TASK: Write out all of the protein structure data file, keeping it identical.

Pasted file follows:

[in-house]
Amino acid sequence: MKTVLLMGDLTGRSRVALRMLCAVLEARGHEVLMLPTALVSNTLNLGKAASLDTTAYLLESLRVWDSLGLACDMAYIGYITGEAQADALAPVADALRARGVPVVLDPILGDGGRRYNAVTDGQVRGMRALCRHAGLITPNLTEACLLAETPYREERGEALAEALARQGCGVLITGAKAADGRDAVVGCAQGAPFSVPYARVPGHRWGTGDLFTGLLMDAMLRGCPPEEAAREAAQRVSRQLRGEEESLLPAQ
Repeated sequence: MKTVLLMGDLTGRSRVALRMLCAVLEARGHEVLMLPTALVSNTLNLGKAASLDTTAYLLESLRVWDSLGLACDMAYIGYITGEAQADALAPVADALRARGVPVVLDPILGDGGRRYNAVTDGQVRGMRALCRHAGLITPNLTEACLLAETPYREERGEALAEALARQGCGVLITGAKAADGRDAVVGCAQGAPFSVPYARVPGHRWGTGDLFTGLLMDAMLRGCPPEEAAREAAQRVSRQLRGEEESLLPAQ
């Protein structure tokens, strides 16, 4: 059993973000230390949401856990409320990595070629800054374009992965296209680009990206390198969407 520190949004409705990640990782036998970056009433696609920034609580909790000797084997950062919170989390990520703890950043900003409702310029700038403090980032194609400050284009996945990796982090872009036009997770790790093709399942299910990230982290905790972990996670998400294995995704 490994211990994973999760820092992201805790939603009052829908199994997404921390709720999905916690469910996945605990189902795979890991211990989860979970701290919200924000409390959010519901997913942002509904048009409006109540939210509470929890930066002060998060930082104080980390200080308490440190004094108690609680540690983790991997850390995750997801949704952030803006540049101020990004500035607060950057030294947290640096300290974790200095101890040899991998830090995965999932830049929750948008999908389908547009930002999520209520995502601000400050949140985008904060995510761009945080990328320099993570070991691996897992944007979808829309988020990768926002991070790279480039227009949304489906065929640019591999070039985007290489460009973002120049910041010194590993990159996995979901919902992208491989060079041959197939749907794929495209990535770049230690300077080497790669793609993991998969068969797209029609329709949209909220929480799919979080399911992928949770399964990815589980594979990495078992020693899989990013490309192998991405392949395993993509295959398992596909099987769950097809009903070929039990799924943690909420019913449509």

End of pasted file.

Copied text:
[in-house]
Amino acid sequence: MKTVLLMGDLTGRSRVALRMLCAVLEARGHEVLMLPTALVSNTLNLGKAASLDTTAYLLESLRVWDSLGLACDMAYIGYITGEAQADALAPVADALRARGVPVVLDPILGDGGRRYNAVTDGQVRGMRALCRHAGLITPNLTEACLLAETPYREERGEALAEALARQGCGVLITGAKAADGRDAVVGCAQGAPFSVPYARVPGHRWGTGDLFTGLLMDAMLRGCPPEEAAREAAQRVSRQLRGEEESLLPAQ
Repeated sequence: MKTVLLMGDLTGRSRVALRMLCAVLEARGHEVLMLPTALVSNTLNLGKAASLDTTAYLLESLRVWDSLGLACDMAYIGYITGEAQADALAPVADALRARGVPVVLDPILGDGGRRYNAVTDGQVRGMRALCRHAGLITPNLTEACLLAETPYREERGEALAEALARQGCGVLITGAKAADGRDAVVGCAQGAPFSVPYARVPGHRWGTGDLFTGLLMDAMLRGCPPEEAAREAAQRVSRQLRGEEESLLPAQ
């Protein structure tokens, strides 16, 4: 059993973000230390949401856990409320990595070629800054374009992965296209680009990206390198969407 520190949004409705990640990782036998970056009433696609920034609580909790000797084997950062919170989390990520703890950043900003409702310029700038403090980032194609400050284009996945990796982090872009036009997770790790093709399942299910990230982290905790972990996670998400294995995704 490994211990994973999760820092992201805790939603009052829908199994997404921390709720999905916690469910996945605990189902795979890991211990989860979970701290919200924000409390959010519901997913942002509904048009409006109540939210509470929890930066002060998060930082104080980390200080308490440190004094108690609680540690983790991997850390995750997801949704952030803006540049101020990004500035607060950057030294947290640096300290974790200095101890040899991998830090995965999932830049929750948008999908389908547009930002999520209520995502601000400050949140985008904060995510761009945080990328320099993570070991691996897992944007979808829309988020990768926002991070790279480039227009949304489906065929640019591999070039985007290489460009973002120049910041010194590993990159996995979901919902992208491989060079041959197939749907794929495209990535770049230690300077080497790669793609993991998969068969797209029609329709949209909220929480799919979080399911992928949770399964990815589980594979990495078992020693899989990013490309192998991405392949395993993509295959398992596909099987769950097809009903070929039990799924943690909420019913449509």